Tomas Berdych is quietly putting together another great season. He is 28-8 thus far, and has given the tennis world no indication that he will be slowing down anytime soon.
He has all of the talent in the world, and it nice to see Berdych reach his potential.
He has the game to win a Grand Slam, but in order to do so, he would need to play at his highest level against the other members of this top five.
Unfortunately for Berdych, three of the greatest tennis players of all time are in his way of winning a big-time event.
His game is clean, concise and all the aspects of his game are technically sound. At Wimbledon in 2010, Berdych defeated Roger Federer then Novak Djokovic to reach the final. He was overwhelmed in the final by Rafael Nadal, but still left the tournament with a lot to be proud of.
Berdych will need to draw on that experience this summer if he hopes to break through in London. At age 26, this will likely be Berdych's last real chance to achieve Olympic glory for the Czech Republic.
2012 Ranking Points: 2,580
David Ferrer is the most overlooked player in men's tennis. He is as durable and consistent as any player on the tour and isn't given the credit he deserves.
One of the reasons Ferrer is overlooked is because of the success his countryman, Rafael Nadal, has had over the years. But so far in 2012, Ferrer has compiled a 33-7 record and has captured titles in Acapulco, Buenos Aires and Auckland.
Five of Ferrer's seven losses have come at the hands of the top three players on this list, which is nothing to be ashamed of. Ferrer is a human backboard and is extremely consistent from the baseline, but he lacks the firepower to get past the top three.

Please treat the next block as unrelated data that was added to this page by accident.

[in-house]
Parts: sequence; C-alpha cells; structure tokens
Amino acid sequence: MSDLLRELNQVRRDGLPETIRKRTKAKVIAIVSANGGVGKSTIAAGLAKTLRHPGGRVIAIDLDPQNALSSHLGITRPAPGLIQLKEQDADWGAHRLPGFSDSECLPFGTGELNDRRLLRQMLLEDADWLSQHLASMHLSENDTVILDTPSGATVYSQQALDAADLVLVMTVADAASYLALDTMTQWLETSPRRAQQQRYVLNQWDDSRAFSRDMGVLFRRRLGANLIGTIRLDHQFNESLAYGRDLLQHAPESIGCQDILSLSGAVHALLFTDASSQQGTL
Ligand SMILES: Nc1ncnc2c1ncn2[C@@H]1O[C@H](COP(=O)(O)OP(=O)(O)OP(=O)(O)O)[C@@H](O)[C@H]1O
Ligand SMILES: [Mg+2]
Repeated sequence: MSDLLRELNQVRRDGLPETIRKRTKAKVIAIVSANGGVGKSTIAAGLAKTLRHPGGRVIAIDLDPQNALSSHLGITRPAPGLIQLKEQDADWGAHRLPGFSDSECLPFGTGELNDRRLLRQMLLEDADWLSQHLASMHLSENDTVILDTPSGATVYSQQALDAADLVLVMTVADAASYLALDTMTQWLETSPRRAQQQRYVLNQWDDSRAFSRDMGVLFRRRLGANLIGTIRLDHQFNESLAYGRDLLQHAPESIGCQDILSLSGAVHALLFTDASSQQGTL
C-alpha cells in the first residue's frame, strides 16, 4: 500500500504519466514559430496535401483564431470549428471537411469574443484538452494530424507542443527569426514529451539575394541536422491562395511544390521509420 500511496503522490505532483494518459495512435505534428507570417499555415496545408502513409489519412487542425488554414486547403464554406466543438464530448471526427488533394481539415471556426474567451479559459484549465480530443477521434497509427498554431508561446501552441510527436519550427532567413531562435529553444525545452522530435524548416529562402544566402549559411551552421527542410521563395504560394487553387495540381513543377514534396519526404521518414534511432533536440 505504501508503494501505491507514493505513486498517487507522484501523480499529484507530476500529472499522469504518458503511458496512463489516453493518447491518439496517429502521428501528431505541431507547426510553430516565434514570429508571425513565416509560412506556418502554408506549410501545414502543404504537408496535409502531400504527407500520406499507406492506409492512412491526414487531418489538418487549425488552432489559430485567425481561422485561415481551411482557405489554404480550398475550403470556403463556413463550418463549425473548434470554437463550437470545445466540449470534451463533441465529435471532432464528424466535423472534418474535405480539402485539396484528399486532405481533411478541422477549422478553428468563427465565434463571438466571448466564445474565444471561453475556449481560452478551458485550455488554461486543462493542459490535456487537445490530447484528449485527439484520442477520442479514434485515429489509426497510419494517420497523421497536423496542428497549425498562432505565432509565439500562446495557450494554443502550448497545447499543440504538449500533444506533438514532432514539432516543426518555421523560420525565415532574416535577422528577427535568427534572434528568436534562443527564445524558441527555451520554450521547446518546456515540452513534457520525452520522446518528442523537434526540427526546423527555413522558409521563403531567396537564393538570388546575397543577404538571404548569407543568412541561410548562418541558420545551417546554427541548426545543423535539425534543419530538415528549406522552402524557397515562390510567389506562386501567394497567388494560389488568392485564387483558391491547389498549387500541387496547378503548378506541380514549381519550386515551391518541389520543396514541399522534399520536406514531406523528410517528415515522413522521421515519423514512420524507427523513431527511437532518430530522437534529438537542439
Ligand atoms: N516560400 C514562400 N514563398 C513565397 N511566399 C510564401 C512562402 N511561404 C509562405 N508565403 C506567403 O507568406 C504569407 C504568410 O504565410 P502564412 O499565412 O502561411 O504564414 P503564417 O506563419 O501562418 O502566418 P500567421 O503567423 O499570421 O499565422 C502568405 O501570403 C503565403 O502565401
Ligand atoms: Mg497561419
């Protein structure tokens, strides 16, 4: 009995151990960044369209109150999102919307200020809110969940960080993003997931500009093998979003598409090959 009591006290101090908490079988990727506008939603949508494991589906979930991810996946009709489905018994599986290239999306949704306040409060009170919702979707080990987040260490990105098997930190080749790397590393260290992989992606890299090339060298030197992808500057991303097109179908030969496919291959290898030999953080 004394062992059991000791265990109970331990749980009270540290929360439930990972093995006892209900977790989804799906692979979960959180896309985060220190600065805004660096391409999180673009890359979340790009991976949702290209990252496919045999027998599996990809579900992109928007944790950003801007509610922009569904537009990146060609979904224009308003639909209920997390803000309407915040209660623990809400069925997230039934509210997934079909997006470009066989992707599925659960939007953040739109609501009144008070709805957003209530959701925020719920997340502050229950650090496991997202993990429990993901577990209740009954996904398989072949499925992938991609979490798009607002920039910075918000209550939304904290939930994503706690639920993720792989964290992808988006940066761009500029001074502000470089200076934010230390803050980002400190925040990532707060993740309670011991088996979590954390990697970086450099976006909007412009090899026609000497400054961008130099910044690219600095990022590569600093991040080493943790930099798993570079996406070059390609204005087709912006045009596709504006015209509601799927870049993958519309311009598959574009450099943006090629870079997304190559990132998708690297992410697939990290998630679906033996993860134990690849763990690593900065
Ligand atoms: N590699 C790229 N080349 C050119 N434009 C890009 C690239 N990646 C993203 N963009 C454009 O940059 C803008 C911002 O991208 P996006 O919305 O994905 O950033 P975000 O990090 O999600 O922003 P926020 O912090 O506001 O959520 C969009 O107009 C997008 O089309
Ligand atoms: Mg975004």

Ferrer is less of a threat on grass than he is on hard court or clay, which is his best surface.
Fortunately for Ferrer, the courts at the All England Club have slowed down considerably over the last decade, thus allowing base-liners to be more effective on grass.
He won't be favored to win any of the major events this summer, but Ferrer will be ready to pounce if any of the top three players isn't playing up to their usual form.
2012 Ranking Points: 4,225
Roger Federer is the most decorated champion in the history of men's tennis. He has won more Grand Slams than any other male player in history with 16 and holds many other records.
Olympic gold is the one prize that has evaded Federer thus far in his career, and this figures to be the last real chance he will have to win it.
Federer is already on the record about how excited he is about this year's Olympics. According to Johnathan Overend of BBC.com, Federer said the following about the upcoming event:
"This is a once in a lifetime opportunity to be playing at Wimbledon at the Olympic Games. It's just a really big deal for us to be living that Olympic spirit, right there, at the most incredible arena we have in tennis."
At the 2004 games in Athens, Federer was upset by Tomas Berdych. He suffered a similar fate at the 2008 games in Beijing, when he was defeated by James Blake. The loss to Blake was extremely confusing because Federer dominated Blake in the vast majority of their encounters.
Federer has won six Wimbledon championships on the hallowed courts of the All England Club, and he should feel comfortable on a court where he has had so much success.